Cash: Sandbox Cowboy, issue #2, p. 3, Halley/Caval/Foster/Lay

CH: It's an uphill battle when you don't have a track record of successful campaigns or a built-in audience. But building an audience is one of the most fun aspects of crowdfunding. Meeting all our new recruits in the CASH ARMY has been a real joy.


CBY: Turning now, finally, to the comic itself, CASH: Sandbox Cowboy, I read the version of volume 1 available on Gumroad and overwhelmingly agree that Cash is a bad guy. He’s vulgar, rude, violent, misogynistic, sexist, and I found myself laughing out loud at many of the things he said. It has a sincere 1980s action-comedy vibe. What is the inspiration for CASH, the story, and what was your inspiration for Cash, the character?


CH: Every time you think you're about to see the creamy center below his gruff exterior, he spits in your eye. CASH is no sweetheart. He's no hero. He's a gun-for-hire looking for one last big payday to retire. It's all about the money. The story itself came from daydreaming at jobs about a world where all my favorite characters from the Westerns coexist and mingle; Rooster Cogburn hanging out with Butch & Sundance, Hannie Caulder and Calamity Jane, the Magnificent Seven, the Man with No Name. When I heard vets talking about the "Sandbox" like the wild west and how it felt like they were playing "Cowboys and Indians," suddenly I saw those characters modernized and in that setting.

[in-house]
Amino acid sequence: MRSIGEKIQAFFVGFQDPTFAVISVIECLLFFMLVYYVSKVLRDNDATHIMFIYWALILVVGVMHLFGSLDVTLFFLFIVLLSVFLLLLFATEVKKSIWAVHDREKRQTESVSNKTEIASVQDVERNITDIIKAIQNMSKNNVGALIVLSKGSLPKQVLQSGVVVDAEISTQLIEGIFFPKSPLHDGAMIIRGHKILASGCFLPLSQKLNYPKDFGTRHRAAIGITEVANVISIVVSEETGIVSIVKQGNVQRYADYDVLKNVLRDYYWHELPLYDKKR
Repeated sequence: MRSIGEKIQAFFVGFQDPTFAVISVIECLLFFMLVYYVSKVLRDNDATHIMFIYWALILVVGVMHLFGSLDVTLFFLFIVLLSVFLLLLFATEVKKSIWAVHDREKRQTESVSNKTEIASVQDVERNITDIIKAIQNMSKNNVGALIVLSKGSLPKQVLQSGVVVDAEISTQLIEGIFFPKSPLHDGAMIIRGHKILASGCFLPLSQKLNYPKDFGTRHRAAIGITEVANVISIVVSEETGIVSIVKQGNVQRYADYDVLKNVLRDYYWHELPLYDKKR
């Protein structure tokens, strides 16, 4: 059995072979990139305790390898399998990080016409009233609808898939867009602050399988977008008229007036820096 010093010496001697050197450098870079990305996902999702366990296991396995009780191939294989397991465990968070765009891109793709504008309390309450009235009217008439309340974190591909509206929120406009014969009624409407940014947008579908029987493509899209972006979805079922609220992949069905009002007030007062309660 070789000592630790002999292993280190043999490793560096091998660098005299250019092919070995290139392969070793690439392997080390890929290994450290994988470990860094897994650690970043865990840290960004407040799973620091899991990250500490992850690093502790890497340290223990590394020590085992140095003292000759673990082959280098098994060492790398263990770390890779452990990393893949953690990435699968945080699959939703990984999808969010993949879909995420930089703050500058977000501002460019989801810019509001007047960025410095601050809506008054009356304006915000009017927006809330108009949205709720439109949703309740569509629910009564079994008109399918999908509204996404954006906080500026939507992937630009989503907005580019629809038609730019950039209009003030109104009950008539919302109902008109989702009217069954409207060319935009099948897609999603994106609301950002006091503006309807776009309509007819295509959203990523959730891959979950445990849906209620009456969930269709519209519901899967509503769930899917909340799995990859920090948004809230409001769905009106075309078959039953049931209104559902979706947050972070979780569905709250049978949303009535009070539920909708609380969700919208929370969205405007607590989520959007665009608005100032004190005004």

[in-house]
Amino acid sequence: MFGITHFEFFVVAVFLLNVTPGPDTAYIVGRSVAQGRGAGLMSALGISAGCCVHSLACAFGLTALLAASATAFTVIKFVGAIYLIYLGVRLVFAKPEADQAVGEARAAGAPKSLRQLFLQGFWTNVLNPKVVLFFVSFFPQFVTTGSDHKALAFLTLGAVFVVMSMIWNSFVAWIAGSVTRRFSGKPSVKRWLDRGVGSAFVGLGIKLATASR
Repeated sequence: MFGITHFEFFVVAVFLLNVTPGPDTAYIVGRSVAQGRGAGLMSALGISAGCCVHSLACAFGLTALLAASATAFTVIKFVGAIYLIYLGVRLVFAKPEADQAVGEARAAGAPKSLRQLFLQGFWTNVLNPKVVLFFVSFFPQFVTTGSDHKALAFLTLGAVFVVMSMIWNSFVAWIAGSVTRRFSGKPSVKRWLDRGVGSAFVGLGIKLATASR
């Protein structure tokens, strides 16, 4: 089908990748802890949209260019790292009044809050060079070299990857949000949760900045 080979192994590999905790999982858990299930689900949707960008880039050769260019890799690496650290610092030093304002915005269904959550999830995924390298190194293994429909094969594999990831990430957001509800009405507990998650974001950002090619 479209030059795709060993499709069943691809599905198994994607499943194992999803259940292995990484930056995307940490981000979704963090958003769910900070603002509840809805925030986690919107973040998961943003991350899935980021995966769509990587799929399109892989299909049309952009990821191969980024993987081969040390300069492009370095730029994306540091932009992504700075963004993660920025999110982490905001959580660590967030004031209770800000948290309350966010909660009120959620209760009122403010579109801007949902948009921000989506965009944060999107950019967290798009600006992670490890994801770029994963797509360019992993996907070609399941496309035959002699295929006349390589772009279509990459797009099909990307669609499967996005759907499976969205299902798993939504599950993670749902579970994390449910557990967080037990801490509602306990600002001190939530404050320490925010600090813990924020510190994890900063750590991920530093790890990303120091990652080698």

CBY: Is Cash based on any person you know, or are there parts of Cash’s personality or demeanor that are based on people you know? Have there been any real-life events that have influenced CASH?


"In the coming issues of the miniseries, we have cage fighting, drone strikes, people exploding people, hand-to-hand combat to the death, vicious dogs, the Yakuza, the Russian mob, mercenaries, a helicopter crash, a prison break, and a 19-page MAD MAX-style car chase including 6 dune buggies, an armored humvee, a Ford Bronco and an old Winnebago called Bertha."